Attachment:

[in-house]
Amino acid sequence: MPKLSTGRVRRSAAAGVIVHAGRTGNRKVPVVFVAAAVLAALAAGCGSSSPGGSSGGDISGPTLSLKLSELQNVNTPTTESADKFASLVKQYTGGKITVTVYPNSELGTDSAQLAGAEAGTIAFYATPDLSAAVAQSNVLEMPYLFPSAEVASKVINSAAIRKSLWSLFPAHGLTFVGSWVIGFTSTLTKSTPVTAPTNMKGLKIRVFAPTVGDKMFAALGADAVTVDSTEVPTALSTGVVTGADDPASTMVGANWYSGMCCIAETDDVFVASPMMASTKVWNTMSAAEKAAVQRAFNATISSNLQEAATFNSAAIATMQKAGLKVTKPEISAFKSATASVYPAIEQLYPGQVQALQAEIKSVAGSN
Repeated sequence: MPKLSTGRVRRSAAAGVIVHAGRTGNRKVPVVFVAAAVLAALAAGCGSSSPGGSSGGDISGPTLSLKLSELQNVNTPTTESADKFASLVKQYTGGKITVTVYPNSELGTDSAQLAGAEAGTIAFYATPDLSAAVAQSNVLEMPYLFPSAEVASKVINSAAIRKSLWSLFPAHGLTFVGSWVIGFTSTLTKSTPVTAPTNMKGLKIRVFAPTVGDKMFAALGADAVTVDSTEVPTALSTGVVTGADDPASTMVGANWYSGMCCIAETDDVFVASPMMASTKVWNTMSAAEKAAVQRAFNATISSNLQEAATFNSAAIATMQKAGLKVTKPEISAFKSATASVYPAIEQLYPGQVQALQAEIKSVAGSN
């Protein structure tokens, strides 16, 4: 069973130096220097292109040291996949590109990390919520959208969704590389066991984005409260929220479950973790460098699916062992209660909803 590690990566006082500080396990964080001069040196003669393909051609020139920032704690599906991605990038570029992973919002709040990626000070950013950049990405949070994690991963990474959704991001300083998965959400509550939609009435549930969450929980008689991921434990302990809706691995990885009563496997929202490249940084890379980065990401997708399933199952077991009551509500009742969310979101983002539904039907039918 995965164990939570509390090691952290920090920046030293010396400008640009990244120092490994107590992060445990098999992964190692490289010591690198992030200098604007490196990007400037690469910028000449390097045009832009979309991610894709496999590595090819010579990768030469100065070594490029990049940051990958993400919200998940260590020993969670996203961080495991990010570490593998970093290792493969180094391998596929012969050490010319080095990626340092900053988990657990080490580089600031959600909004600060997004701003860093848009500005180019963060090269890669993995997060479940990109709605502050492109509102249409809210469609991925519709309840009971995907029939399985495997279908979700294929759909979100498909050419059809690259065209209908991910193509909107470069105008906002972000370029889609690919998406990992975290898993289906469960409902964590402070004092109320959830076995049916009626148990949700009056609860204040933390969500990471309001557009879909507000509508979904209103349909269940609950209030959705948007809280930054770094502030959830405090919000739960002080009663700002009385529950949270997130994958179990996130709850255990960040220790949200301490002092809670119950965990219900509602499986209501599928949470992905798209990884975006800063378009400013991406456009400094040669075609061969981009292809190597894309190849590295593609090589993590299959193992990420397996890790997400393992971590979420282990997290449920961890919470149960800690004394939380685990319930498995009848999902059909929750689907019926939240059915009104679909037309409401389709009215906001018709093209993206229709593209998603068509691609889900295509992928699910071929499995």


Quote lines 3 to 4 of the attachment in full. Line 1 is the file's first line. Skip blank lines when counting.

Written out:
Repeated sequence: MPKLSTGRVRRSAAAGVIVHAGRTGNRKVPVVFVAAAVLAALAAGCGSSSPGGSSGGDISGPTLSLKLSELQNVNTPTTESADKFASLVKQYTGGKITVTVYPNSELGTDSAQLAGAEAGTIAFYATPDLSAAVAQSNVLEMPYLFPSAEVASKVINSAAIRKSLWSLFPAHGLTFVGSWVIGFTSTLTKSTPVTAPTNMKGLKIRVFAPTVGDKMFAALGADAVTVDSTEVPTALSTGVVTGADDPASTMVGANWYSGMCCIAETDDVFVASPMMASTKVWNTMSAAEKAAVQRAFNATISSNLQEAATFNSAAIATMQKAGLKVTKPEISAFKSATASVYPAIEQLYPGQVQALQAEIKSVAGSN
């Protein structure tokens, strides 16, 4: 069973130096220097292109040291996949590109990390919520959208969704590389066991984005409260929220479950973790460098699916062992209660909803 590690990566006082500080396990964080001069040196003669393909051609020139920032704690599906991605990038570029992973919002709040990626000070950013950049990405949070994690991963990474959704991001300083998965959400509550939609009435549930969450929980008689991921434990302990809706691995990885009563496997929202490249940084890379980065990401997708399933199952077991009551509500009742969310979101983002539904039907039918 995965164990939570509390090691952290920090920046030293010396400008640009990244120092490994107590992060445990098999992964190692490289010591690198992030200098604007490196990007400037690469910028000449390097045009832009979309991610894709496999590595090819010579990768030469100065070594490029990049940051990958993400919200998940260590020993969670996203961080495991990010570490593998970093290792493969180094391998596929012969050490010319080095990626340092900053988990657990080490580089600031959600909004600060997004701003860093848009500005180019963060090269890669993995997060479940990109709605502050492109509102249409809210469609991925519709309840009971995907029939399985495997279908979700294929759909979100498909050419059809690259065209209908991910193509909107470069105008906002972000370029889609690919998406990992975290898993289906469960409902964590402070004092109320959830076995049916009626148990949700009056609860204040933390969500990471309001557009879909507000509508979904209103349909269940609950209030959705948007809280930054770094502030959830405090919000739960002080009663700002009385529950949270997130994958179990996130709850255990960040220790949200301490002092809670119950965990219900509602499986209501599928949470992905798209990884975006800063378009400013991406456009400094040669075609061969981009292809190597894309190849590295593609090589993590299959193992990420397996890790997400393992971590979420282990997290449920961890919470149960800690004394939380685990319930498995009848999902059909929750689907019926939240059915009104679909037309409401389709009215906001018709093209993206229709593209998603068509691609889900295509992928699910071929499995």